The closest thing to the brouhaha surrounding Trump's A-list inadequacy is perhaps Ronald Reagan's inauguration. After all, he came from Hollywood and yet, according to a New York Times story about the festivities, "some critics said that what was surprising was (the event's) lack of stars. The suggestion has been made that the Democrats still have most of the big stars, especially the youth-oriented ones."
Compared with 2016, however, the lineup at the gala looked pretty impressive with such big names as Johnny Carson, Charlton Heston, Bob Hope, Dean Martin, Sinatra and - for the younger crowd - Donny and Marie Osmond.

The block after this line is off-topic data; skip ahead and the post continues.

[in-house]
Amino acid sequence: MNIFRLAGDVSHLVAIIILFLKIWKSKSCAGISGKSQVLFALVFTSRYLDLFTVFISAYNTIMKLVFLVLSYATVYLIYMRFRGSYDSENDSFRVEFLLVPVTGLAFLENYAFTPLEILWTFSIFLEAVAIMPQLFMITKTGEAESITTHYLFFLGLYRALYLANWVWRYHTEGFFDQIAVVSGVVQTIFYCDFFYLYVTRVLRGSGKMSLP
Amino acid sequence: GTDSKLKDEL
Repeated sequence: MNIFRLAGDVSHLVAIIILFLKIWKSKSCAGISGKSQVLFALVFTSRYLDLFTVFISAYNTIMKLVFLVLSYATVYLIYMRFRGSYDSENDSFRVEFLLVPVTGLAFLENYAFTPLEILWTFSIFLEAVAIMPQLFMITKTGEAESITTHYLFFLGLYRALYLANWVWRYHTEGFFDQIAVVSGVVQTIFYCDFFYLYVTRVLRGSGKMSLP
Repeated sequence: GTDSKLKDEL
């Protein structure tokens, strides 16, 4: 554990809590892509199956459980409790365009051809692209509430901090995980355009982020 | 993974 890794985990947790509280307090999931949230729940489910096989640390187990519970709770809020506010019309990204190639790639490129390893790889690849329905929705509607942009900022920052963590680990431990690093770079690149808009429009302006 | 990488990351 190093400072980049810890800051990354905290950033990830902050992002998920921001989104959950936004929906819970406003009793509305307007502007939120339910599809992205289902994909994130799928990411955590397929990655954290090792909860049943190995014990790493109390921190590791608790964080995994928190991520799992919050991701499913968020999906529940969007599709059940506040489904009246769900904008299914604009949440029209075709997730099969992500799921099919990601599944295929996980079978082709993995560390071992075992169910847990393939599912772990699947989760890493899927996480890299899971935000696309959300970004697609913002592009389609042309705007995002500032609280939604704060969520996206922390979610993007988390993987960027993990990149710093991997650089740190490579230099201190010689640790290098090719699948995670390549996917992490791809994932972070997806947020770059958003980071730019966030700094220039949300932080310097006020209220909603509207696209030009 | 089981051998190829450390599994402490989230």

"Roots" actor Ben Vereen showed up with a tribute to the early-20th-century black vaudeville star Bert Williams, and Vereen performed in blackface, just as Williams was required to do. (Vereen, too, is black.) After a rollicking tune, Vereen transitioned to a somber song, which he performed while rubbing the makeup off his face. It was supposed to be pointed commentary for the mostly white audience, but ABC, which aired the telecast, cut that portion of his performance.
The biggest name at George H.W. Bush's inaugural gala was Sinatra, by that point an inauguration fixture.
"Only the appearance of Frank Sinatra gave the audience a palpable thrill - which gave way to disappointment with his performance, and then puzzlement as he was cut short before a second song," read a Washington Post article about the gala. "There could be no clearer ending to the Reagan era than the day Frank Sinatra is hustled off the stage."